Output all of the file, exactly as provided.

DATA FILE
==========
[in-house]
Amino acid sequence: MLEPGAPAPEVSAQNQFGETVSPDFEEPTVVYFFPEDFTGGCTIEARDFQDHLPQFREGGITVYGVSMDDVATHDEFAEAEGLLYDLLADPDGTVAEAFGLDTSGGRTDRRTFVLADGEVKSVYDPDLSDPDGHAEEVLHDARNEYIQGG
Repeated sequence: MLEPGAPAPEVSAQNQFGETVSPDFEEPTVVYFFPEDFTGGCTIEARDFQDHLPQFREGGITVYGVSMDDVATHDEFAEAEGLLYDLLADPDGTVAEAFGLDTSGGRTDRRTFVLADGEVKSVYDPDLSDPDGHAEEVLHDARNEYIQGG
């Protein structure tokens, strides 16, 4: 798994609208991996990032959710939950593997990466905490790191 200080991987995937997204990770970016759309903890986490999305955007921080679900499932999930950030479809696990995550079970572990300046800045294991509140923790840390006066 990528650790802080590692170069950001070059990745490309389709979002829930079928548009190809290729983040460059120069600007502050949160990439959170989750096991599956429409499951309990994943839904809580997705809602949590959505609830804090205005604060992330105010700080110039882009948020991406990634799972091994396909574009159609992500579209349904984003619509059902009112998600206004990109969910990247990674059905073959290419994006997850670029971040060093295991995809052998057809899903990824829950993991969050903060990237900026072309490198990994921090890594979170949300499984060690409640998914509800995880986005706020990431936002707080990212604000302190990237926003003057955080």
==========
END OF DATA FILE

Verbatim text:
[in-house]
Amino acid sequence: MLEPGAPAPEVSAQNQFGETVSPDFEEPTVVYFFPEDFTGGCTIEARDFQDHLPQFREGGITVYGVSMDDVATHDEFAEAEGLLYDLLADPDGTVAEAFGLDTSGGRTDRRTFVLADGEVKSVYDPDLSDPDGHAEEVLHDARNEYIQGG
Repeated sequence: MLEPGAPAPEVSAQNQFGETVSPDFEEPTVVYFFPEDFTGGCTIEARDFQDHLPQFREGGITVYGVSMDDVATHDEFAEAEGLLYDLLADPDGTVAEAFGLDTSGGRTDRRTFVLADGEVKSVYDPDLSDPDGHAEEVLHDARNEYIQGG
């Protein structure tokens, strides 16, 4: 798994609208991996990032959710939950593997990466905490790191 200080991987995937997204990770970016759309903890986490999305955007921080679900499932999930950030479809696990995550079970572990300046800045294991509140923790840390006066 990528650790802080590692170069950001070059990745490309389709979002829930079928548009190809290729983040460059120069600007502050949160990439959170989750096991599956429409499951309990994943839904809580997705809602949590959505609830804090205005604060992330105010700080110039882009948020991406990634799972091994396909574009159609992500579209349904984003619509059902009112998600206004990109969910990247990674059905073959290419994006997850670029971040060093295991995809052998057809899903990824829950993991969050903060990237900026072309490198990994921090890594979170949300499984060690409640998914509800995880986005706020990431936002707080990212604000302190990237926003003057955080």